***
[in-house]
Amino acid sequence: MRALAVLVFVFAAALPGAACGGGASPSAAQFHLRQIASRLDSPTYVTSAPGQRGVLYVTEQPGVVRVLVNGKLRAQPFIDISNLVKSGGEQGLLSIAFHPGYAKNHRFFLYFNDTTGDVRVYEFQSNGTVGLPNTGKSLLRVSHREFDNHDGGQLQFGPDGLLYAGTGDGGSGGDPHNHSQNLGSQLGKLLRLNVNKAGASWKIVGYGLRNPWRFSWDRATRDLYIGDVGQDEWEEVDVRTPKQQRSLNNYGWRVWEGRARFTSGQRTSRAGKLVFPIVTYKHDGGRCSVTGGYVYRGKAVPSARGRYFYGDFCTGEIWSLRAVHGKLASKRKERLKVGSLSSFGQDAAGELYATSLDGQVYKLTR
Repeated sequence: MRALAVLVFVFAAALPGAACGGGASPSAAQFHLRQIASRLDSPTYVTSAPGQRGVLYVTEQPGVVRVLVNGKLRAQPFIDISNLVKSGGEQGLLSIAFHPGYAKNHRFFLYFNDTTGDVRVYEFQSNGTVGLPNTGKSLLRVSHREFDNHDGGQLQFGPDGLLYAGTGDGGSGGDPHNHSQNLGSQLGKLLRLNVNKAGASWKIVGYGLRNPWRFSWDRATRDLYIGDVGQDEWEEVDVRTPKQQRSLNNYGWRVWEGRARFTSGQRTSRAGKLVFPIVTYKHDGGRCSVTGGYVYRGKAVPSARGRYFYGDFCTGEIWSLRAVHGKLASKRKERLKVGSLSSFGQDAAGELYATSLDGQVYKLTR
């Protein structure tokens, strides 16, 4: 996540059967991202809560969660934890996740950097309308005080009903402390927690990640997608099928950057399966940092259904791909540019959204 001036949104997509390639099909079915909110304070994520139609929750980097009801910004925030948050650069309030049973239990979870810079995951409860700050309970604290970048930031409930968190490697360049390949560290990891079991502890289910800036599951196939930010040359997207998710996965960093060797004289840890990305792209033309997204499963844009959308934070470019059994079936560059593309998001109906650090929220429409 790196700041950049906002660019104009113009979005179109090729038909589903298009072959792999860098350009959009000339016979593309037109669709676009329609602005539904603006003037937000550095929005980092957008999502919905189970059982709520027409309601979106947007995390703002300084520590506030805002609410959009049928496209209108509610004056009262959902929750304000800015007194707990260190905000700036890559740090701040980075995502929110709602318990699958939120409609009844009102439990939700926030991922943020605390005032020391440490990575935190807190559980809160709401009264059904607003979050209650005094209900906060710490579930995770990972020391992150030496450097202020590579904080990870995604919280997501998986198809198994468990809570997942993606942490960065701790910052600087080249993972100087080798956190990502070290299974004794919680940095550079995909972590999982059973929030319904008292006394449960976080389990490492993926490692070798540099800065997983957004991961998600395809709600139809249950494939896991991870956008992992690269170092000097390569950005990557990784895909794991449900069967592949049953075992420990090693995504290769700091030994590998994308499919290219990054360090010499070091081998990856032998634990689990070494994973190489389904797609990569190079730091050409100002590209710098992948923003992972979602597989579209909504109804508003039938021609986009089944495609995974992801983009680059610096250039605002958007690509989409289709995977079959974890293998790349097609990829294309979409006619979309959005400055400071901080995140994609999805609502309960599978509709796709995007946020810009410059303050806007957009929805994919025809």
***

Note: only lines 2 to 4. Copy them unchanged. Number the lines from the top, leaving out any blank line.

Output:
Amino acid sequence: MRALAVLVFVFAAALPGAACGGGASPSAAQFHLRQIASRLDSPTYVTSAPGQRGVLYVTEQPGVVRVLVNGKLRAQPFIDISNLVKSGGEQGLLSIAFHPGYAKNHRFFLYFNDTTGDVRVYEFQSNGTVGLPNTGKSLLRVSHREFDNHDGGQLQFGPDGLLYAGTGDGGSGGDPHNHSQNLGSQLGKLLRLNVNKAGASWKIVGYGLRNPWRFSWDRATRDLYIGDVGQDEWEEVDVRTPKQQRSLNNYGWRVWEGRARFTSGQRTSRAGKLVFPIVTYKHDGGRCSVTGGYVYRGKAVPSARGRYFYGDFCTGEIWSLRAVHGKLASKRKERLKVGSLSSFGQDAAGELYATSLDGQVYKLTR
Repeated sequence: MRALAVLVFVFAAALPGAACGGGASPSAAQFHLRQIASRLDSPTYVTSAPGQRGVLYVTEQPGVVRVLVNGKLRAQPFIDISNLVKSGGEQGLLSIAFHPGYAKNHRFFLYFNDTTGDVRVYEFQSNGTVGLPNTGKSLLRVSHREFDNHDGGQLQFGPDGLLYAGTGDGGSGGDPHNHSQNLGSQLGKLLRLNVNKAGASWKIVGYGLRNPWRFSWDRATRDLYIGDVGQDEWEEVDVRTPKQQRSLNNYGWRVWEGRARFTSGQRTSRAGKLVFPIVTYKHDGGRCSVTGGYVYRGKAVPSARGRYFYGDFCTGEIWSLRAVHGKLASKRKERLKVGSLSSFGQDAAGELYATSLDGQVYKLTR
């Protein structure tokens, strides 16, 4: 996540059967991202809560969660934890996740950097309308005080009903402390927690990640997608099928950057399966940092259904791909540019959204 001036949104997509390639099909079915909110304070994520139609929750980097009801910004925030948050650069309030049973239990979870810079995951409860700050309970604290970048930031409930968190490697360049390949560290990891079991502890289910800036599951196939930010040359997207998710996965960093060797004289840890990305792209033309997204499963844009959308934070470019059994079936560059593309998001109906650090929220429409 790196700041950049906002660019104009113009979005179109090729038909589903298009072959792999860098350009959009000339016979593309037109669709676009329609602005539904603006003037937000550095929005980092957008999502919905189970059982709520027409309601979106947007995390703002300084520590506030805002609410959009049928496209209108509610004056009262959902929750304000800015007194707990260190905000700036890559740090701040980075995502929110709602318990699958939120409609009844009102439990939700926030991922943020605390005032020391440490990575935190807190559980809160709401009264059904607003979050209650005094209900906060710490579930995770990972020391992150030496450097202020590579904080990870995604919280997501998986198809198994468990809570997942993606942490960065701790910052600087080249993972100087080798956190990502070290299974004794919680940095550079995909972590999982059973929030319904008292006394449960976080389990490492993926490692070798540099800065997983957004991961998600395809709600139809249950494939896991991870956008992992690269170092000097390569950005990557990784895909794991449900069967592949049953075992420990090693995504290769700091030994590998994308499919290219990054360090010499070091081998990856032998634990689990070494994973190489389904797609990569190079730091050409100002590209710098992948923003992972979602597989579209909504109804508003039938021609986009089944495609995974992801983009680059610096250039605002958007690509989409289709995977079959974890293998790349097609990829294309979409006619979309959005400055400071901080995140994609999805609502309960599978509709796709995007946020810009410059303050806007957009929805994919025809």